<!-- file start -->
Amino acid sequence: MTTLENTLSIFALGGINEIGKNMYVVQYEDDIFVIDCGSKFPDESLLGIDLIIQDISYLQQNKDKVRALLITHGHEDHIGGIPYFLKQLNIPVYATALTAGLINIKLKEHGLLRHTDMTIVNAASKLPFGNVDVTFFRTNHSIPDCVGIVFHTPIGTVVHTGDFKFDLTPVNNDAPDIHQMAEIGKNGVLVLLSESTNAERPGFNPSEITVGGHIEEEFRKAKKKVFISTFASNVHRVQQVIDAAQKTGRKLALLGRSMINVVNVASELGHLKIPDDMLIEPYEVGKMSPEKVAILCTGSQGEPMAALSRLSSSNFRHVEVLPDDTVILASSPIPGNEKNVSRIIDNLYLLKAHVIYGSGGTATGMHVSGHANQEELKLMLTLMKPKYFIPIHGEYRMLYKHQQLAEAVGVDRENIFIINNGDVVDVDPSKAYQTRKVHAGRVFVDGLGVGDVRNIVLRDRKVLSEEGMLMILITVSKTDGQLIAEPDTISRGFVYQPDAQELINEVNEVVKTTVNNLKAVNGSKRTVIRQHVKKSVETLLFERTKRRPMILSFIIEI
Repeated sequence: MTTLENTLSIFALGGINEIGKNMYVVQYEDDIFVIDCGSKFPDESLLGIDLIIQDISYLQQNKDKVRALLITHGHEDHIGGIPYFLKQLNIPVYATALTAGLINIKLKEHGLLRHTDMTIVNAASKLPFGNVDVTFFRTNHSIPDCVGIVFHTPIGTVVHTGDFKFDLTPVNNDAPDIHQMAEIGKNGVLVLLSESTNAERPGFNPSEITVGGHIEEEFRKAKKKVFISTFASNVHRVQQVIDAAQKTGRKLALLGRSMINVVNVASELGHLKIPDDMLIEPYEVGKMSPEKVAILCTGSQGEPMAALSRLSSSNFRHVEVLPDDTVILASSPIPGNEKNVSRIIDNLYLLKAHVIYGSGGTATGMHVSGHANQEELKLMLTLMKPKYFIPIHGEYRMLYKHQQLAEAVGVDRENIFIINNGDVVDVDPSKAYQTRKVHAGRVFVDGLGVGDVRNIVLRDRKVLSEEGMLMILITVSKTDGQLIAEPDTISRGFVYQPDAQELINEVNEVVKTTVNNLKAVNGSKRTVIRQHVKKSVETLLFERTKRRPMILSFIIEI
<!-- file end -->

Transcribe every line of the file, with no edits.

Amino acid sequence: MTTLENTLSIFALGGINEIGKNMYVVQYEDDIFVIDCGSKFPDESLLGIDLIIQDISYLQQNKDKVRALLITHGHEDHIGGIPYFLKQLNIPVYATALTAGLINIKLKEHGLLRHTDMTIVNAASKLPFGNVDVTFFRTNHSIPDCVGIVFHTPIGTVVHTGDFKFDLTPVNNDAPDIHQMAEIGKNGVLVLLSESTNAERPGFNPSEITVGGHIEEEFRKAKKKVFISTFASNVHRVQQVIDAAQKTGRKLALLGRSMINVVNVASELGHLKIPDDMLIEPYEVGKMSPEKVAILCTGSQGEPMAALSRLSSSNFRHVEVLPDDTVILASSPIPGNEKNVSRIIDNLYLLKAHVIYGSGGTATGMHVSGHANQEELKLMLTLMKPKYFIPIHGEYRMLYKHQQLAEAVGVDRENIFIINNGDVVDVDPSKAYQTRKVHAGRVFVDGLGVGDVRNIVLRDRKVLSEEGMLMILITVSKTDGQLIAEPDTISRGFVYQPDAQELINEVNEVVKTTVNNLKAVNGSKRTVIRQHVKKSVETLLFERTKRRPMILSFIIEI
Repeated sequence: MTTLENTLSIFALGGINEIGKNMYVVQYEDDIFVIDCGSKFPDESLLGIDLIIQDISYLQQNKDKVRALLITHGHEDHIGGIPYFLKQLNIPVYATALTAGLINIKLKEHGLLRHTDMTIVNAASKLPFGNVDVTFFRTNHSIPDCVGIVFHTPIGTVVHTGDFKFDLTPVNNDAPDIHQMAEIGKNGVLVLLSESTNAERPGFNPSEITVGGHIEEEFRKAKKKVFISTFASNVHRVQQVIDAAQKTGRKLALLGRSMINVVNVASELGHLKIPDDMLIEPYEVGKMSPEKVAILCTGSQGEPMAALSRLSSSNFRHVEVLPDDTVILASSPIPGNEKNVSRIIDNLYLLKAHVIYGSGGTATGMHVSGHANQEELKLMLTLMKPKYFIPIHGEYRMLYKHQQLAEAVGVDRENIFIINNGDVVDVDPSKAYQTRKVHAGRVFVDGLGVGDVRNIVLRDRKVLSEEGMLMILITVSKTDGQLIAEPDTISRGFVYQPDAQELINEVNEVVKTTVNNLKAVNGSKRTVIRQHVKKSVETLLFERTKRRPMILSFIIEI